Unread postby Lloyd » Sat Dec 07, 2013 7:59 pm

Charles, are you wanting to start that here, or on your site, or what? I'm willing to participate, if you decide where to start. But I'd like to see a feature like on truthmapping for critiques and rebuttals. Comparing a bunch of disparate theories seems too overwhelming.

Something I like in your theory is showing that there is only one alternative that's workable. E.g., you explained that the electric force is the only one that can account for the smooth, distinct limb of the Sun. Then you explained that several double layers can account for the basic solar features, but that only one arrangement of double layers can work to hold the photosphere and solar atmosphere etc in place. It seems to me that that is the Occam's razor approach, which has the advantage of simplicity, cutting off all the stubble theories.

I'd like to see what Zane, Plas and others might think too about all this.

On the NIAMI board I referenced my new truthmapping paper for all of science, maybe, but starting with physics and astrophysics. Don't you all think it might be helpful to have a logic tree for all of science? I think what I started there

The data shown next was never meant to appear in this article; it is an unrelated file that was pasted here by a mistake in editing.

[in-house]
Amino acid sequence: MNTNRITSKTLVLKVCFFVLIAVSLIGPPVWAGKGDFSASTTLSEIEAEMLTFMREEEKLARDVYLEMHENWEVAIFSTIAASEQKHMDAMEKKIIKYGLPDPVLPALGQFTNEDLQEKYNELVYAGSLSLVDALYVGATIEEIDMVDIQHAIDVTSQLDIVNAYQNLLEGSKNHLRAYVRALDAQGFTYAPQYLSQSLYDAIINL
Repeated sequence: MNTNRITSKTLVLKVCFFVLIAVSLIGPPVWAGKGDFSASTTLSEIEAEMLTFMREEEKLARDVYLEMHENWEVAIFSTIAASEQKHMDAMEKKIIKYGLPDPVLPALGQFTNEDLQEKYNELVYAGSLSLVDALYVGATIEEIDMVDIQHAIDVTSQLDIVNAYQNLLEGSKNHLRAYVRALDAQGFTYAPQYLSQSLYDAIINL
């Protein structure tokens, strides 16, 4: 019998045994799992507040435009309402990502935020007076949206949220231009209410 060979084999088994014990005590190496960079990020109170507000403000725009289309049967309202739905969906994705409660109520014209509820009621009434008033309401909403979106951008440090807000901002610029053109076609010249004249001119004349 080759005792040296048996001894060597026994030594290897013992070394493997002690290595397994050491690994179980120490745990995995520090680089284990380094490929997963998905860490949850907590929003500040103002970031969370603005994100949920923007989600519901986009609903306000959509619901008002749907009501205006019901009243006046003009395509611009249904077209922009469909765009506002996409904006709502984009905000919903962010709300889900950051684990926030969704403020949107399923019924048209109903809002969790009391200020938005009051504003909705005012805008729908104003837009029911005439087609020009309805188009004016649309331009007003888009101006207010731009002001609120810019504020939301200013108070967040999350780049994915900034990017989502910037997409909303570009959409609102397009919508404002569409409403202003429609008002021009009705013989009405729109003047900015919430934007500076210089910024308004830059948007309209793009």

http://thunderbolts.info/forum/phpBB3/viewtopic.php?f=10&t=14757&p=90684#p90684 might be expandable to include all of science logically.
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Re: Online scientific discourse is broken and it can be fixe

Unread postby CharlesChandler » Sat Dec 07, 2013 9:48 pm

Lloyd wrote:Charles, are you wanting to start that here, or on your site, or what?

We can't do it here, because we need to use software that supports creating/editing structured discussions, which would mean my site (or TruthMapping, Deliberatorium, DebateGraph, TopicCentral, etc.). I prefer my site, because it's more flexible, and I don't think that we're sure what we want yet. ;)

Lloyd wrote:But I'd like to see a feature like on truthmapping for critiques and rebuttals.

I'm not sure exactly which feature about TruthMapping you're after here. Like I said before, I found TruthMapping to be too limited in features for what we're trying to do. Nevertheless, if it has an advantage, let's see if we can instantiate that in QDL. Is it that you want the premises, critiques, and rebuttals clearly labeled (like issues, ideas, pros, & cons in Deliberatorium)? I was thinking of making the icons in QDL user-selectable. So you could go with the standard gear icon, or you could select a different icon, to designate what kind of item it is. (BTW, who trashed all of the stuff that I entered into the Deliberatorium?)